Kent State Magazine

Cover Artwork for May 4

50 Years On: From the roots of tragedy have grown tolerance and respect for opposing views.

Cover Art: John-Noall Reid, BA ’98


May 4 50th Commemoration

We reflect on how the university memorialized this tragic event, receive an update on the nine who were wounded, recall the lives of the four who were slain, and round up some digital projects that are helping educate a new generation.

  • Memorials of May 4

    Across the Kent Campus are numerous physical and living memorials to the May 4, 1970 shootings.

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  • Making use of the May 4 Collection

    Much of Kent State University Libraries’ May 4 Collection is now available online—and is used by an international community of researchers, film makers, media professionals and more.

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  • Mapping May 4

    The Mapping May 4 web app has an interactive aerial map of the Kent Campus as it was in May 1970—and features oral histories of people who were present at various locations across campus and in the town.

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  • Remembering the Lives of the Four Slain Students

    The May 4 Visitors Center presented a series of four temporary exhibitions honoring each of the students killed on May 4, 1970. Through letters, scrapbooks and personal memorabilia, we get a sense of their promise and potential—before their lives were cut short on that tragic day.

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  • May 4 Fashion Exhibitions

    Two exhibitions at the Kent State University Museum explored the fashion divide of the ’60s and ’70s and the current day dialogue about social justice, political discourse, conflict resolution and war and peace.

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  • Music of May 4th

    Two professors from Kent State University at Ashtabula share their playlists for protest songs and popular songs from the time period of May 4, 1970.

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Perspective on a Pandemic

Tara C. Smith, PhD, professor of epidemiology at Kent State, says lessons learned from the influenza pandemic of 1918 are informing the response to the current COVID-19 crisis.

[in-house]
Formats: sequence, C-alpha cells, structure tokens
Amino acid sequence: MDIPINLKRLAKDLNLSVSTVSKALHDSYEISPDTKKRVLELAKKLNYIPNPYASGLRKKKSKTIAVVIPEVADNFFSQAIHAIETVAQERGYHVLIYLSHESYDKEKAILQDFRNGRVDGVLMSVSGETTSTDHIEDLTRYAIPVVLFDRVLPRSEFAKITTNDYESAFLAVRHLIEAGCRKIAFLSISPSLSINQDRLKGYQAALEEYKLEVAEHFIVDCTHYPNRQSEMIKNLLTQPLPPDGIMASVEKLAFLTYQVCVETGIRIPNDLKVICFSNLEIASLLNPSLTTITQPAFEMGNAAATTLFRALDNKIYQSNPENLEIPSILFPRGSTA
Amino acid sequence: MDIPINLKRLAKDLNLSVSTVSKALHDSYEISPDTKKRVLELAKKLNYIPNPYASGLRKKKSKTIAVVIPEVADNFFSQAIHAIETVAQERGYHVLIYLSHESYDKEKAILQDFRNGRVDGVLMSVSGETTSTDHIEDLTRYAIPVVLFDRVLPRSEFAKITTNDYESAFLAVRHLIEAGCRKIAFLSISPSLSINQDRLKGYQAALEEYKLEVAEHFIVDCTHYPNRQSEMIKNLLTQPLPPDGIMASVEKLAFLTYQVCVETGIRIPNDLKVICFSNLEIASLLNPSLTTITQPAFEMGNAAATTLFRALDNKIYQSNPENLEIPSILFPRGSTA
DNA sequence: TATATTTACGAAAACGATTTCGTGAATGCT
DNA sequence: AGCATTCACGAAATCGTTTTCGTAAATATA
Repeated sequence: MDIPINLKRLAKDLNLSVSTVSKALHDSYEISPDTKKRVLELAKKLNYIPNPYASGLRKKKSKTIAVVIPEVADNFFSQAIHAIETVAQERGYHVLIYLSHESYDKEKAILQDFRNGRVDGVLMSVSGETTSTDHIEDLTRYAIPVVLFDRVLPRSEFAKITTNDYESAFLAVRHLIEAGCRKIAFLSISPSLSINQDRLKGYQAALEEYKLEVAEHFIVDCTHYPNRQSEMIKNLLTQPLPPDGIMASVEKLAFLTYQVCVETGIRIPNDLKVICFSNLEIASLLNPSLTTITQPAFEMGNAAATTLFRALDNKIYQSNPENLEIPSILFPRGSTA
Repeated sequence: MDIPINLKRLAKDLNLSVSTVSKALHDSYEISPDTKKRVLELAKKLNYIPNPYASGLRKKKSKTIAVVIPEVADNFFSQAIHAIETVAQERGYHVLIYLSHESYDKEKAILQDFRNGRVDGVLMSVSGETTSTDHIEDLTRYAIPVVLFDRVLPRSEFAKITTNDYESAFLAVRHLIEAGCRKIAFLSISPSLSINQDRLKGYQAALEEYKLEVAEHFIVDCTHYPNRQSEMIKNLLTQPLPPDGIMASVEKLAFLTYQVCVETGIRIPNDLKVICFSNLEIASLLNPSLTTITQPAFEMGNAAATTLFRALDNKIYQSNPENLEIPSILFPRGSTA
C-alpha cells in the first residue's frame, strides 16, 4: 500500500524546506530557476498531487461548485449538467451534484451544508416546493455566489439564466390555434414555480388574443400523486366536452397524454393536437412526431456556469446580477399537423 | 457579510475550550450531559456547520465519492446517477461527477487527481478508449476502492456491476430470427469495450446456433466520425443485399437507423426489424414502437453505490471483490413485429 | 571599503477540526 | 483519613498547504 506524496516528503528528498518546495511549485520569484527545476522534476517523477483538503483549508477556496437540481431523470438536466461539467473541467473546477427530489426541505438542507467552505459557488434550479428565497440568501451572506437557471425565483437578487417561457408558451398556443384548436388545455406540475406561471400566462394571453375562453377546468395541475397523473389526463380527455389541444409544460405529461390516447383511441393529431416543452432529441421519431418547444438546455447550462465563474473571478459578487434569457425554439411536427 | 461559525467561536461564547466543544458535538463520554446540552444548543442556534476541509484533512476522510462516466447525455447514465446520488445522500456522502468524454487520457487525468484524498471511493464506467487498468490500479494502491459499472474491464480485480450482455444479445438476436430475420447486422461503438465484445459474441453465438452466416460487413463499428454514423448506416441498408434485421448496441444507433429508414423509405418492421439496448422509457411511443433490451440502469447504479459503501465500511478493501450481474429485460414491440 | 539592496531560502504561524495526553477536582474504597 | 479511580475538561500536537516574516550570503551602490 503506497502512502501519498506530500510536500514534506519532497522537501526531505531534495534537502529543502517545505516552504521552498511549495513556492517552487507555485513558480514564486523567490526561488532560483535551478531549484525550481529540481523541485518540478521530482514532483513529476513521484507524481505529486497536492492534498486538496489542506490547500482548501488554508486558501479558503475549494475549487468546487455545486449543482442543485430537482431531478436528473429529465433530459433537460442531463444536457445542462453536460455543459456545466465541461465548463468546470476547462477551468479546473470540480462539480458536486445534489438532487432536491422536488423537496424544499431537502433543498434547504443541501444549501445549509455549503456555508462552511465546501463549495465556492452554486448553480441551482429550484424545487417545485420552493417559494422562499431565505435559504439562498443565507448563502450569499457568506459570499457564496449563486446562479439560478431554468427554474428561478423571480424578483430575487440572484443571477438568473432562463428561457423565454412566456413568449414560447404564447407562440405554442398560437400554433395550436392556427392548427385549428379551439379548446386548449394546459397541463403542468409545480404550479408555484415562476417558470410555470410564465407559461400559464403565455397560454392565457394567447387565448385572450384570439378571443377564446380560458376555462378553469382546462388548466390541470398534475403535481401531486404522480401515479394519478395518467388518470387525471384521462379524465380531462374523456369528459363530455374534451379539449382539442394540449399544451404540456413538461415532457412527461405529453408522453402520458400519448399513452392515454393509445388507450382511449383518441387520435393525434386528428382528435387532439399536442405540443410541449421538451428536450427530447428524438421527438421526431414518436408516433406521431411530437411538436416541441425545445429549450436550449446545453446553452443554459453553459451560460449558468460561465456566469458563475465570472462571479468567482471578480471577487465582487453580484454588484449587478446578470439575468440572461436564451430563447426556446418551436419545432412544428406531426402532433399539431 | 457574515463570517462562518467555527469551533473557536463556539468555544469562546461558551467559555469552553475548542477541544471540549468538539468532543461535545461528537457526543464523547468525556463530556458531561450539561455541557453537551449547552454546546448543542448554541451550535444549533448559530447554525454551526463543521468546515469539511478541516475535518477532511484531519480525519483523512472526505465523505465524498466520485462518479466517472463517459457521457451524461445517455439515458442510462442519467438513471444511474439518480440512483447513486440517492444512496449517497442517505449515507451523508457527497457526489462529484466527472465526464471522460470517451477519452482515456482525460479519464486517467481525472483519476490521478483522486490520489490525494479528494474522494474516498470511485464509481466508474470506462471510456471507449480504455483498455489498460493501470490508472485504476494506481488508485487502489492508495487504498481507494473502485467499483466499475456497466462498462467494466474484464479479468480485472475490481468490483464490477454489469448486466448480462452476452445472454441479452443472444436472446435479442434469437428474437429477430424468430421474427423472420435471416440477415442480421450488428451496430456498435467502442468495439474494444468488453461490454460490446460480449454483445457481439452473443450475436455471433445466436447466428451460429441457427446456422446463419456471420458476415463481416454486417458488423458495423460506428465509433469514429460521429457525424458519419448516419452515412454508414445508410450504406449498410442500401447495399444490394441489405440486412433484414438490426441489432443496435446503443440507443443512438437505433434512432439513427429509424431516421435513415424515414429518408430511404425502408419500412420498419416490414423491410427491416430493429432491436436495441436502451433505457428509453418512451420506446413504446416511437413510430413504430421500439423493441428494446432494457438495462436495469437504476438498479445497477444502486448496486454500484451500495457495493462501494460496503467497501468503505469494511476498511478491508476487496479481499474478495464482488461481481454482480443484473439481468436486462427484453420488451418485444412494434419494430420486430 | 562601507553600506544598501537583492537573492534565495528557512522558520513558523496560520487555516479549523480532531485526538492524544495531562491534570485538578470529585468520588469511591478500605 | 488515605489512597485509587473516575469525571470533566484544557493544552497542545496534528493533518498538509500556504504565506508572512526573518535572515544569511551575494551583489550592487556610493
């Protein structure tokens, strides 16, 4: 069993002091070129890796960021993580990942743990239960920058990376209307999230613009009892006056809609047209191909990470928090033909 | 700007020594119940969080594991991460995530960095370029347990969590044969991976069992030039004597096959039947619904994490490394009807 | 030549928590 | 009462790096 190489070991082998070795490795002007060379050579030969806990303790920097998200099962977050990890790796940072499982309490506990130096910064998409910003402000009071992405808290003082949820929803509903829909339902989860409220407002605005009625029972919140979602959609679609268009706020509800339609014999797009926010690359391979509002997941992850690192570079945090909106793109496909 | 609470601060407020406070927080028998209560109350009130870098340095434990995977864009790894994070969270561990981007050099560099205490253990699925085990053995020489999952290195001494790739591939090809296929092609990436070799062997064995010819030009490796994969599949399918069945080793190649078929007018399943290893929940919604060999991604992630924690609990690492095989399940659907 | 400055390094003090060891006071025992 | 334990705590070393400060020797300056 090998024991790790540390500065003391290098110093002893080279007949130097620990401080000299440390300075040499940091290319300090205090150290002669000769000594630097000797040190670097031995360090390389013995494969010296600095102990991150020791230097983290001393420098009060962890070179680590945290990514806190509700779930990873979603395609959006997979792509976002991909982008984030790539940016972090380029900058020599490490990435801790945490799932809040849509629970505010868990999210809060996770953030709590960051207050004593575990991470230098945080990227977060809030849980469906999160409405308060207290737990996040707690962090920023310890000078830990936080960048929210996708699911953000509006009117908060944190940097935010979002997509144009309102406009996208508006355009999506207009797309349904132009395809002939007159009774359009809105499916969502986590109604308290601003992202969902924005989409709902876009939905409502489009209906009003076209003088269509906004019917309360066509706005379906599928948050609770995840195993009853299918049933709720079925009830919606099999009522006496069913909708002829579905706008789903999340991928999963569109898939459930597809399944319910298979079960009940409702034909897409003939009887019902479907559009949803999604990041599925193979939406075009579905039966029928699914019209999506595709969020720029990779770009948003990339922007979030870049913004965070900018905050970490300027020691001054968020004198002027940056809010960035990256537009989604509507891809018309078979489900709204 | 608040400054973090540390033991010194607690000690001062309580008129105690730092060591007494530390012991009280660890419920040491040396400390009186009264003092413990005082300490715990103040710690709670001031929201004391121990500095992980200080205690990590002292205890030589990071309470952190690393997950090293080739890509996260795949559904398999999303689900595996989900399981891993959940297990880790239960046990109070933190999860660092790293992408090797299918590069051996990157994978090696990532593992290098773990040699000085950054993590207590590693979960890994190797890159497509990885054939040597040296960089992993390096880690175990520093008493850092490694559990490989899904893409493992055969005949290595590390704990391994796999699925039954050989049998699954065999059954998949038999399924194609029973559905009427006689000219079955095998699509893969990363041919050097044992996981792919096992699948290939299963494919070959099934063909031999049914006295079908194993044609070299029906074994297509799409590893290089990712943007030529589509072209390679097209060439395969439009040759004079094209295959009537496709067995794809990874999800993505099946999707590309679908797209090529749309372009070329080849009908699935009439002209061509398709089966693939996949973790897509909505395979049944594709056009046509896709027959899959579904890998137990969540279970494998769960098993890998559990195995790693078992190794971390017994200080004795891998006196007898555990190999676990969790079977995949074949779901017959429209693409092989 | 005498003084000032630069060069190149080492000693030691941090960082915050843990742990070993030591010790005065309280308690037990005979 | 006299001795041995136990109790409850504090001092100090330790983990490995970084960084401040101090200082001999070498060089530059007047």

Becoming a Scholar and Storyteller

Aidan Taylor’s research on the role black students at Kent State played in social movements prior to and after May 4, 1970 informed a documentary and gave him a new direction.


The Funky WinkerBEAT

A collaboration between two alumni gives a classic comic strip a current update and highlights an innovative program that’s training middle school and high school students to become “backpack” journalists.


Readers Respond

Readers respond to magazine content or comment on KSU–related topics.

President's Perspective

President Diacon on "The Lessons of Kent State: 50 Years Later."

Kent State Bowl Champs

Flash Forward

Making College Count | Turning Dreams into Reality | Accessible for All | Bowled Over | Sisters in Liberty | Fake Versus Factual News | Pay It Flash Forward Emergency Fund | Giving Tuesday By the Numbers

Alumni Life

Kent State Men's Soccer Alumni Reunion Recap | First Place on the Food Network | Turning Trials into Triumph  | Lifelong Learner | Feeding Essential Healthcare Workers | Love Story and Legacy | Class Notes


On May 4, 1970, Howard Ruffner, BS '71, took photos of John Cleary, BArch '74, lying wounded on the ground—one of which made the cover of Life magazine. Fifty years later, the two meet for the first time.



Giving Voice

The poem "Legacy" by Megan Neville, BS '04, MEd '07, was the winner in the adult non-student category of Wick Poetry Center's national call for poems about peace.